Spinal manipulation is used to relieve lower back pain and provide acute pain management. Although low-back pain is a common among many patient populations, some sufferers need medical treatment beyond the application of heat or the use of analgesic medications.
When practiced by a trained and licensed practitioner, spinal manipulation is generally regarded as a safe and effective treatment for lower back pain. Since 2008, both the American College of Physicians and the American Pain Society have included spinal manipulation as a potential treatment when self-care fails.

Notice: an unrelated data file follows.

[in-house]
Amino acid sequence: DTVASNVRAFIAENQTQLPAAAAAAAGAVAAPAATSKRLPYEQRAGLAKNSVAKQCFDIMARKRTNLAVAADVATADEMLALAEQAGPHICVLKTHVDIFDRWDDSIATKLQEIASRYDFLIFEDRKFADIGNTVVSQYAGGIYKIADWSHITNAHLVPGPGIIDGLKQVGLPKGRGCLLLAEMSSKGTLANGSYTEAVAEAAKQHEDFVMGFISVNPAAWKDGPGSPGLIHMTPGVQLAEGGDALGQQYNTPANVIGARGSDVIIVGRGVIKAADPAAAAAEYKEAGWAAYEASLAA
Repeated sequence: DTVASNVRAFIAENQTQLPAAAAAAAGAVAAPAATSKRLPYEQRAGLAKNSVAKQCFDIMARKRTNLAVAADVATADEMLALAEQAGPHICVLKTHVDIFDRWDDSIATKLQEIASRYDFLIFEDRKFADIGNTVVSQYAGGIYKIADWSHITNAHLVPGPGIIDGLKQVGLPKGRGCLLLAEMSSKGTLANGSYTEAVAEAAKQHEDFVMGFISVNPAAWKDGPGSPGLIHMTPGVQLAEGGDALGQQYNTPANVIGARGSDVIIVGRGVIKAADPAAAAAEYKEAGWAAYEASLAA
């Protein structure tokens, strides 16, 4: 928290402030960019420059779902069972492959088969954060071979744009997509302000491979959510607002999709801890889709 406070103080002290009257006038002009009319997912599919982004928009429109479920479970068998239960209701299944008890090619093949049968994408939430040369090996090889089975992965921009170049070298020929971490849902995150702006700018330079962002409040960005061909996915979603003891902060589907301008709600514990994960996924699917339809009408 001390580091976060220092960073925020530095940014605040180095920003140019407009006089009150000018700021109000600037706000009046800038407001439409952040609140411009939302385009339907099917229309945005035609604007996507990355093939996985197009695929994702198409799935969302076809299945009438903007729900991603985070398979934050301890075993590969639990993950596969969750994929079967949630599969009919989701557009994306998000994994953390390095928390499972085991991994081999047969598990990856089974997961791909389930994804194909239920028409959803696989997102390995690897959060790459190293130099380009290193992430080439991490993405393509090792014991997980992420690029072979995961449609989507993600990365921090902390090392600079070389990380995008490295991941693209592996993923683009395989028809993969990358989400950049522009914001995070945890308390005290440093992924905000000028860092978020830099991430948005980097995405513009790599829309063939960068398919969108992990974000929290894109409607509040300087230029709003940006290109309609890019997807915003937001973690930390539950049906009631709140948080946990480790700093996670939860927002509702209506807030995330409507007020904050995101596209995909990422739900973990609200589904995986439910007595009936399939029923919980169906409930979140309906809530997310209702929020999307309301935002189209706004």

For acute pain management, the side effects of spinal manipulation are relatively minor ones such as feeling tired. Cauda equina syndrome (CES), a significant narrowing of the spinal canal, is regarded by some as a rare but serious side effect of spinal manipulation; however, the data is still unclear.